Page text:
- In the aftermath of the global financial crisis, the state of macroeconomicmodeling and the use of macroeconomic models in policy analysis has come under heavy criticism. Macroeconomists in academia and policy institutions have been blamed for relying too much on a particular class of macroeconomic models. This paper proposes a comparative approach to macroeconomic policy analysis that is open to competing modeling paradigms. Macroeconomic model comparison projects have helped produce some very influential insights such as the Taylor rule. However, they have been infrequent and costly, because they require the input of many teams of researchers and multiple meetings to obtain a limited set of comparative findings. This paper provides a new approach that enables individual researchers to conduct model comparisons easily, frequently, at low cost and on a large scale. Using this approach a model archive is built that includes many well-known empirically estimated models that may be used for quantitative analysis of monetary and fiscal stabilization policies. A computational platform is created that allows straightforward comparisons of models’ implications. Its application is illustrated by comparing different monetary and fiscal policies across selected models. Researchers can easily include new models in the data base and compare the effects of novel extensions to established benchmarks thereby fostering a comparative instead of insular approach to model development
- Complexity and monetary policy (2012)
- The complexity resulting from intertwined uncertainties regarding model misspecification and mismeasurement of the state of the economy defines the monetary policy landscape. Using the euro area as laboratory this paper explores the design of robust policy guides aiming to maintain stability in the economy while recognizing this complexity. We document substantial output gap mismeasurement and make use of a new model data base to capture the evolution of model specification. A simple interest rate rule is employed to interpret ECB policy since 1999. An evaluation of alternative policy rules across 11 models of the euro area confirms the fragility of policy analysis optimized for any specific model and shows the merits of model averaging in policy design. Interestingly, a simple difference rule with the same coefficients on inflation and output growth as the one used to interpret ECB policy is quite robust as long as it responds to current outcomes of these variables.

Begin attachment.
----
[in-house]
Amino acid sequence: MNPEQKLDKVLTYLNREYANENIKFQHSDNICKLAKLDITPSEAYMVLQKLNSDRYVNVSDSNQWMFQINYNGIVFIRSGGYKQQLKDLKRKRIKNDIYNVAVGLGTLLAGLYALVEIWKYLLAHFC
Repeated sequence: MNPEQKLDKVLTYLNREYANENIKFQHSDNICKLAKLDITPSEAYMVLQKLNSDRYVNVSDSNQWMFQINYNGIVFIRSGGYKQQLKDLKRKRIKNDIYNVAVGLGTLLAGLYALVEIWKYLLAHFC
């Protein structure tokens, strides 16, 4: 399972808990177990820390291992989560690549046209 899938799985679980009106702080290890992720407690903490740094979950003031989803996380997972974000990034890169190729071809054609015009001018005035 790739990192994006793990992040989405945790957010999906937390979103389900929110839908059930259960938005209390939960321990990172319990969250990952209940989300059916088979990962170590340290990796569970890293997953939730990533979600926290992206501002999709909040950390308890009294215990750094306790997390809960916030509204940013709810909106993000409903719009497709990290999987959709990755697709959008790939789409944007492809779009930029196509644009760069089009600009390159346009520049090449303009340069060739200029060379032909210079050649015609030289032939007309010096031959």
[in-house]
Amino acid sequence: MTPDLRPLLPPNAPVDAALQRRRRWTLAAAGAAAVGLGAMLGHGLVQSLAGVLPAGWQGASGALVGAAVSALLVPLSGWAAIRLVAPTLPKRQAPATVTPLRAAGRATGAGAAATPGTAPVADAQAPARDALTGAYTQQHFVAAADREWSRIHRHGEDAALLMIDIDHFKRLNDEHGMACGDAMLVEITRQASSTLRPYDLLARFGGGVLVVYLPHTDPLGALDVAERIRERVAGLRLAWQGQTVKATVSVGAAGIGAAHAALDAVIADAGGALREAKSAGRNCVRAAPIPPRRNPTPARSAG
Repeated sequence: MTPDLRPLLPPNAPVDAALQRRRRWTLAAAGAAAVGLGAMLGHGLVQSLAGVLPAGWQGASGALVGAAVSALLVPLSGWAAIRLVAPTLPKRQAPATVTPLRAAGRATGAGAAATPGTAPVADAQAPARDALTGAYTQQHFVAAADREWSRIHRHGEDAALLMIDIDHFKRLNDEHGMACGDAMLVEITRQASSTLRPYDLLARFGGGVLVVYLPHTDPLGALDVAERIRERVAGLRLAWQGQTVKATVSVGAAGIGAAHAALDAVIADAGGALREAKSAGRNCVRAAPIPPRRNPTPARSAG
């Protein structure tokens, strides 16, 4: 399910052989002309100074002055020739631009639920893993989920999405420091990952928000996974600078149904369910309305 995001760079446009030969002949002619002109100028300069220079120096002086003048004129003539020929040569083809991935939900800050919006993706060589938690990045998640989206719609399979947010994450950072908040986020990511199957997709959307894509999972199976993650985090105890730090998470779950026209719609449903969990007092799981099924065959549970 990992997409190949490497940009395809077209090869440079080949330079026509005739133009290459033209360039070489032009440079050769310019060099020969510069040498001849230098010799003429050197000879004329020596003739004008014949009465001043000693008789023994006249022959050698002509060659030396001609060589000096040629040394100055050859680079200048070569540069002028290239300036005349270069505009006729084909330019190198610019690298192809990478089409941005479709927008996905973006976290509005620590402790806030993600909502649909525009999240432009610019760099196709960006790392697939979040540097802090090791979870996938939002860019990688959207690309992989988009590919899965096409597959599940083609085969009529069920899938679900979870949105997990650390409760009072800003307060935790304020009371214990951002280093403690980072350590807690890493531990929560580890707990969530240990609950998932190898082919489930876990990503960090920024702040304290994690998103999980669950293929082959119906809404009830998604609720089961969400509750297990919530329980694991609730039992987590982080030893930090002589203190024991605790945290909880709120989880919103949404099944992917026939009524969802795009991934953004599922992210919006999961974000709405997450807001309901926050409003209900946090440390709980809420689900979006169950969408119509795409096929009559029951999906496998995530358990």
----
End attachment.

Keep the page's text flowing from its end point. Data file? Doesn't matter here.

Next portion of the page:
- Fiscal consolidation strategy : [Version 21 September 2012] (2012)
- In the aftermath of the global financial crisis and great recession, many countries face substantial deficits and growing debts. In the United States, federal government outlays as a ratio to GDP rose substantially from about 19.5 percent before the crisis to over 24 percent after the crisis. In this paper we consider a fiscal consolidation strategy that brings the budget to balance by gradually reducing this spending ratio over time to the level that prevailed prior to the crisis. A crucial issue is the impact of such a consolidation strategy on the economy. We use structural macroeconomic models to estimate this impact focussing primarily on a dynamic stochastic general equilibrium model with price and wage rigidities and adjustment costs. We separate out the impact of reductions in government purchases and transfers, and we allow for a reduction in both distortionary taxes and government debt relative to the baseline of no consolidation. According to the model simulations GDP rises in the short run upon announcement and implementation of this fiscal consolidation strategy and remains higher than the baseline in the long run. We explore the role of the mix of expenditure cuts and tax reductions as well as gradualism in achieving this policy outcome. Finally, we conduct sensitivity studies regarding the type of model used and its parameterization.